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|Title:||The use of inositol hexaphosphate as a phosphorus source by mycorrhizal and non-mycorrhizal Scots Pine (Pinus sylvestris)||Authors:||COLPAERT, Jan
van Laere, A.
VAN TICHELEN, Katia
van Assche, J.A.
|Issue Date:||1997||Source:||Functional ecology, 11(4). p. 407-415||Abstract:||1. The external mycelia of the ectomycorrhizal fungi Thelephora terrestris and Suillus luteus, associated with Pinus sylvestris roots, exhibited a substantial extracellular acid phosphatase activity. The activity was positively correlated with the ergosterol concentration in the growth substratum and decreased with an increasing P nutrition. 2. The pioneer species T. terrestris grew best at a high Pi nutrition level whereas S. luteus, a ‘late-stage’ mycobiont, produced more active biomass at a low Pi nutrition level. 3. The phytase activity of the external mycelia could not be detected; at the root surface a phytase activity was observed. Mycorrhizas had significantly higher activities than uninfected roots. 4. The addition of a relatively high concentration of a soluble phytate to the growth substratum resulted in an increased relative growth rate (RGR) in both mycorrhizal and non-mycorrhizal plants. The influence of the mycorrhizal fungi on the use of the phytate-P was small, despite the phytase activity of the mycorrhizal feeder roots. 5. The addition of phytate fixed on a HPLC resin did not result in an increase of the RGR and P uptake neither in the non-mycorrhizal nor in the mycorrhizal Pines. The experiment did not support the hypothesis that phytate, which has a low solubility in soils, is a useful P source for ectomycorrhizal plants.||Document URI:||http://hdl.handle.net/1942/5756||DOI:||10.1046/j.1365-2435.1997.00103.x||Type:||Journal Contribution|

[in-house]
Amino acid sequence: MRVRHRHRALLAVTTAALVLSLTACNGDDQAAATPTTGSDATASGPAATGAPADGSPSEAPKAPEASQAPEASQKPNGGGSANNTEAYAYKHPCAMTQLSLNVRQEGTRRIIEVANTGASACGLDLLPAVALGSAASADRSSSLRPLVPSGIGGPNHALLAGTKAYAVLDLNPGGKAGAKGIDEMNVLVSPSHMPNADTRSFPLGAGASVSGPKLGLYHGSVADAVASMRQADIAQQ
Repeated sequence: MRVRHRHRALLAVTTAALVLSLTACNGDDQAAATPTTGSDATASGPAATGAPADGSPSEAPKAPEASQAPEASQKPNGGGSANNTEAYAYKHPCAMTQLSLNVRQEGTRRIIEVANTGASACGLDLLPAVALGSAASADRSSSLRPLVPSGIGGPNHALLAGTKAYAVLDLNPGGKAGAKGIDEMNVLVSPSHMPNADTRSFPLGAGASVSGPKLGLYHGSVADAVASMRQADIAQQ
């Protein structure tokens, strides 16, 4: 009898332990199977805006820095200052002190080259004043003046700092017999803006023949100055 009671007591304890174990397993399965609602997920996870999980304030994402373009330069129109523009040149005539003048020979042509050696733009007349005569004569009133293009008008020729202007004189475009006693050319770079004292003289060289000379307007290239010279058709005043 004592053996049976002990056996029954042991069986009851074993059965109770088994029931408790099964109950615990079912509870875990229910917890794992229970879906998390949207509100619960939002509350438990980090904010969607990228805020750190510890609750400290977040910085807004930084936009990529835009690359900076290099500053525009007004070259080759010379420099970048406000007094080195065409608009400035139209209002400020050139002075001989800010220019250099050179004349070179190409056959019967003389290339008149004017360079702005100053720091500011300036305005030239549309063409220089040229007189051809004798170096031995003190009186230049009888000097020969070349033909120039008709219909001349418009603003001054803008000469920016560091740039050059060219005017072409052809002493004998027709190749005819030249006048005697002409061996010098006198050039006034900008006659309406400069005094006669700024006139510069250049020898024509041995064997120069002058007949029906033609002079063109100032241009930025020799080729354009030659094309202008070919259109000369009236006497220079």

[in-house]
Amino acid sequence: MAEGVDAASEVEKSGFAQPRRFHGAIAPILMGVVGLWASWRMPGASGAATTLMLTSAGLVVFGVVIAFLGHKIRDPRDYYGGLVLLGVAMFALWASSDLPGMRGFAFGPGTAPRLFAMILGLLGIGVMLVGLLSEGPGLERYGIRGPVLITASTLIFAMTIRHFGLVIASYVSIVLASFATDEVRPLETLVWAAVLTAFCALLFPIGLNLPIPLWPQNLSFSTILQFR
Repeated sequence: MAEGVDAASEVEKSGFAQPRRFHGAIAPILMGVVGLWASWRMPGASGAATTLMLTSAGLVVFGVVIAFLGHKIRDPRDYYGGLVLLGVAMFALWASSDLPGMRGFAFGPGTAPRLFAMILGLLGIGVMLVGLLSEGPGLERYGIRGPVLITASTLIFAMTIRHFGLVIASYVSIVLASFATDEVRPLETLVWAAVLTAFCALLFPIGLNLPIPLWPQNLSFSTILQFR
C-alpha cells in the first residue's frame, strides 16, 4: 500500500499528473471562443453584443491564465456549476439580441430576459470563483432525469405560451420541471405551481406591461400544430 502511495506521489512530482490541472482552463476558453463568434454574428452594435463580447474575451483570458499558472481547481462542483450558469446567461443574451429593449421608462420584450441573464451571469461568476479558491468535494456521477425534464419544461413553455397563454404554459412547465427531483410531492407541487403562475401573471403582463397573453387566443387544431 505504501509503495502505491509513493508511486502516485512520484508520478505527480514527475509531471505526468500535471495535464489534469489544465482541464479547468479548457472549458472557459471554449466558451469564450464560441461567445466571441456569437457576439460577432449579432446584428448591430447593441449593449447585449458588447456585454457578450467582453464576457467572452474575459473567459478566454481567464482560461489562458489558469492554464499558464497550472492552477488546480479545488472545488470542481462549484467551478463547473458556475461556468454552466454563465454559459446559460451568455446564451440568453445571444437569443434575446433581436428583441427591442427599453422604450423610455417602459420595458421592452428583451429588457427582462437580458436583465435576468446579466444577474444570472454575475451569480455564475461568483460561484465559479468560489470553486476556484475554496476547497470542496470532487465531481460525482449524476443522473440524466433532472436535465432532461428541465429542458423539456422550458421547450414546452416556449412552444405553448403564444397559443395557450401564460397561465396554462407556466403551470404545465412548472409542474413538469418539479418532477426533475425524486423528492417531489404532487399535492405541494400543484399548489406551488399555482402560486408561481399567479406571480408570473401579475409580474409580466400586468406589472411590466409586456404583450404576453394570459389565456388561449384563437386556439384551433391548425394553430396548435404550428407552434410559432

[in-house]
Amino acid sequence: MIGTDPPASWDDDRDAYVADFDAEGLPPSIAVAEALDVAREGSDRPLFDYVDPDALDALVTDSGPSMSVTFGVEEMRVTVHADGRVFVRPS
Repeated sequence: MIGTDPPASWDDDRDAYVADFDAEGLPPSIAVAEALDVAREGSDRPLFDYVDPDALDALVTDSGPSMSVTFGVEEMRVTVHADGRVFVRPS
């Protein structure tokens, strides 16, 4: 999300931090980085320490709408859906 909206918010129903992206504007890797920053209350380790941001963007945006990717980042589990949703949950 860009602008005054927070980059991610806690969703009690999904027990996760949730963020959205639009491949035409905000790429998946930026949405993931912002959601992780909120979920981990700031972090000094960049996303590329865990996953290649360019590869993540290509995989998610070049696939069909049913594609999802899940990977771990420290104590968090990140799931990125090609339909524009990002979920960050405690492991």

|Appears in Collections:||Research publications|
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